Economic Interests during the 1450-1750 Global commerce

Economy during the 1450-1750 In the previous era (600-1450 C.E.), sometimes called the post-classical period, we explored the rise of new civilizations in both hemispheres, the spread of major religions that created cultural areas for analysis, and an expansion of long-distance trade to include European and African kingdoms.

Europeans and Asian Commerce: First goal of Europeans = gain access to tropical spices: cinnamon, nutmeg, mace, cloves, and pepper

Other products of interest = Chinese silk, Indian cotton, rhubarb, emeralds, rubies, and sapphires

Controlling trade would allow national monarchies to gain greater access to capital for empire building at home and overseas

The East India Companies

The British and Dutch both entered the Indian Ocean in the early 17th century

Both organized joint-stock trading companies

Corporations or partnerships involving two or more people.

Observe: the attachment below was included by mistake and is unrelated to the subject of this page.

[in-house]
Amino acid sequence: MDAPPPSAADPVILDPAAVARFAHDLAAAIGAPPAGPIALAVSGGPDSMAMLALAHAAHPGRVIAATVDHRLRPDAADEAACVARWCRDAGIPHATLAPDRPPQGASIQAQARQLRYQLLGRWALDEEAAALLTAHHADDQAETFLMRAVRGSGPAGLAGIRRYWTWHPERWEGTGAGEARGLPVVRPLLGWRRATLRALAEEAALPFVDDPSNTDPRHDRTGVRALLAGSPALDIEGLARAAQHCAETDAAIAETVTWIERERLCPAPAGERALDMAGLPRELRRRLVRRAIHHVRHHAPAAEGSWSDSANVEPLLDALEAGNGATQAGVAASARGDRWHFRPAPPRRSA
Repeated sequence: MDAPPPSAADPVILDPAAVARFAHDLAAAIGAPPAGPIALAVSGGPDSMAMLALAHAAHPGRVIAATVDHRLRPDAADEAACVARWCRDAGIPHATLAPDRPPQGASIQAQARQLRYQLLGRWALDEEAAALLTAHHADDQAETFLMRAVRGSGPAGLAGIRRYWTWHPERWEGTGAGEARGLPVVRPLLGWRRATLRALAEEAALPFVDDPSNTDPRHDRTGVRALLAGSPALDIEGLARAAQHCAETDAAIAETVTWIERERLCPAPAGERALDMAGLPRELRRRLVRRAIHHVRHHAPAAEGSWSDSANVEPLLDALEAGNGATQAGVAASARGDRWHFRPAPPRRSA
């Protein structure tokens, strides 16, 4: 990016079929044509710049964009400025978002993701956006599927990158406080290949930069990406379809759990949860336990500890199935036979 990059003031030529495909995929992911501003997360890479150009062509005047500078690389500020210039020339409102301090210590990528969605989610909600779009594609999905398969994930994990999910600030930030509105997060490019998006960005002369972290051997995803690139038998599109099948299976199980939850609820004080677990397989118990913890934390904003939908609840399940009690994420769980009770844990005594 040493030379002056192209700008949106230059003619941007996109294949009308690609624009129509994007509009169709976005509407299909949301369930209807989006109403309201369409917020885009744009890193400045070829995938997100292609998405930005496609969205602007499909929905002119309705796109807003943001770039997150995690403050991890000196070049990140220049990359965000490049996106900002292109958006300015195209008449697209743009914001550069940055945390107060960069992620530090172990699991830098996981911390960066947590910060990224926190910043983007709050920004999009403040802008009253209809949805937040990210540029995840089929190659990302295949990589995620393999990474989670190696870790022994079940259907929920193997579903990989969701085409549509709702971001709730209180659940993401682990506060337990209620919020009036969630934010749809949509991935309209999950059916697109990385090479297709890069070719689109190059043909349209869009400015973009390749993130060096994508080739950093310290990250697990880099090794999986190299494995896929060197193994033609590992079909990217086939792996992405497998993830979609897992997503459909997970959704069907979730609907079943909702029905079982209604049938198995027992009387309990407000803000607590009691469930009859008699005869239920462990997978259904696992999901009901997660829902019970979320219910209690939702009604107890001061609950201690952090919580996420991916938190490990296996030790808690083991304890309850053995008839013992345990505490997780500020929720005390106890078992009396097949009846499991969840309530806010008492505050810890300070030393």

Stocks are issued by the company in return for financial contributions

Shareholders are free to transfer their ownership by selling their stockholding to others.

Benefit: offers the protection of limited liability against the company's debt

Portuguese Commerce: The Portuguese, led by Vasco da Gama, were the first Europeans to reach the Indian Ocean

They joined a vast, diverse, and somewhat disorganized trade network

They had a hard time trading because no one wanted their crude European items…

…Until they learned that most Indian Ocean vessels were not well armed

No regional power controlled trade there

Portugal's Goal: The Portuguese, led by Vasco da Gama, were the first Europeans to reach the Indian Ocean. They joined a vast, diverse, and somewhat disorganized trade network.

Trade Overall in the 1450-1750: The world economy grew and became genuinely global. The Atlantic and the western Pacific were the two main trade centers. Silver from the Americas and slaves from Africa played major roles in the global economy. Western Europeans controlled trade networks, but Chinaz was still at the center of the world trade.

Credits:

Created with images by scartmyart - "map paper wood"

Report Abuse

If you feel that this video content violates the Adobe Terms of Use, you may report this content by filling out this quick form.

To report a Copyright Violation, please follow Section 17 in the Terms of Use.